Normal not implies normal-extensible automorphism-invariant in finite
This article gives the statement and possibly, proof, of a non-implication relation between two subgroup properties, when the big group is a finite group. That is, it states that in a finite group, every subgroup satisfying the first subgroup property (i.e., normal subgroup) need not satisfy the second subgroup property (i.e., normal-extensible automorphism-invariant subgroup)
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Statement with symbols
- Normal-extensible not implies normal
- Normal-extensible not implies extensible
- Normal-extensible not implies inner
- Normal not implies semi-strongly potentially relatively characteristic
- Potentially characteristic not implies semi-strongly potentially relatively characteristic
- Normal not implies semi-strongly potentially characteristic, normal not implies strongly potentially characteristic
- Potentially characteristic not implies semi-strongly potentially characteristic, potentially characteristic not implies strongly potentially characteristic
- Every automorphism is center-fixing and inner automorphism group is maximal in automorphism group implies every automorphism is normal-extensible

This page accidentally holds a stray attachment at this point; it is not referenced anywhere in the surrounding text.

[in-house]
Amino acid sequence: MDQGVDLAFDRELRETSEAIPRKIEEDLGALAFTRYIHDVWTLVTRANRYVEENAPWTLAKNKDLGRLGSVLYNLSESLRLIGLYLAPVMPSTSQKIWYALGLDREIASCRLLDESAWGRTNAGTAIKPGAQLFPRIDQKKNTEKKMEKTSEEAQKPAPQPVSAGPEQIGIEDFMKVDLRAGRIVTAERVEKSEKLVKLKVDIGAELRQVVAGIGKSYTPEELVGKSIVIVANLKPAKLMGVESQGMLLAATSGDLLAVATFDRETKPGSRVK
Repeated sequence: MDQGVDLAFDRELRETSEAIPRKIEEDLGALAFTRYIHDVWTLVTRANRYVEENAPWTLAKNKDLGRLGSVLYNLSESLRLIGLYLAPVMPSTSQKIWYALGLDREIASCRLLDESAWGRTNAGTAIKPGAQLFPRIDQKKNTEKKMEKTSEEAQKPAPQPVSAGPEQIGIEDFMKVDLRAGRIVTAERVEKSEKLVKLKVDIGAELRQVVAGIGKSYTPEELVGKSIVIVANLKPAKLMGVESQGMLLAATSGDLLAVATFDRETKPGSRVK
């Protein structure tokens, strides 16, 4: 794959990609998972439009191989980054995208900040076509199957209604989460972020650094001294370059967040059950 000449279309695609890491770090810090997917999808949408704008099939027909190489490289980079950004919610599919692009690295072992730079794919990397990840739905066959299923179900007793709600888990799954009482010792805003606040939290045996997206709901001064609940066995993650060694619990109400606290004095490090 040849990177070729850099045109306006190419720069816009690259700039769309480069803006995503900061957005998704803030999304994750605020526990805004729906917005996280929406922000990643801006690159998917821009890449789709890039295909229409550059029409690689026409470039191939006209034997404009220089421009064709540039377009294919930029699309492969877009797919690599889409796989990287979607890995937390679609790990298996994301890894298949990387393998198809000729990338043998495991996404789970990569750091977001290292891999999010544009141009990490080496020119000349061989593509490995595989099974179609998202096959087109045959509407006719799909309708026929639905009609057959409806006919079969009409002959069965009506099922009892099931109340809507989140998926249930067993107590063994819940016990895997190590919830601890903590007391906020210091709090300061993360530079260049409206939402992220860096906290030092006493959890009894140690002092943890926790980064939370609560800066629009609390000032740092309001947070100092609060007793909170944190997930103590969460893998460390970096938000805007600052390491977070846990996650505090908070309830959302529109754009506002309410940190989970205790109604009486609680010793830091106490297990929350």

- Automorphism group of direct power of simple non-abelian group equals wreath product of automorphism group and symmetric group
Example of the dihedral group
Let be the dihedral group of order eight. Then, every automorphism of fixes every element of the center of , and also, the inner automorphism group of is maximal in the automorphism group of . Thus, by fact (1), every automorphism of is normal-extensible.
However, there is an automorphism of that interchanges the two normal Klein four-subgroups. Thus, these two normal subgroups are not invariant under this automorphism, and hence, we have an automorphism of that is normal-extensible but not normal.
Equivalently, the Klein four-subgroups are examples of normal subgroups that are not normal-extensible automorphism-invariant.
Example involving a simple complete group
Let be a simple complete group. In other words, is a centerless simple group such that every automorphism of is inner. Let . By fact (2), the automorphism group of is the wreath product of with the symmetric group of degree two, which has , the inner automorphism group, as a subgroup of index two. Moreover, is centerless. Thus, by fact (1), we get that every automorphism of is normal-extensible.
However, the coordinate exchange automorphism of , that interchanges the two copies of , is not a normal automorphism because it interchanges these two normal subgroups. Thus, we have an example of a normal-extensible automorphism that is not normal.
Equivalently, either of the direct factors is an example of a normal subgroup that is not normal-extensible automorphism-invariant.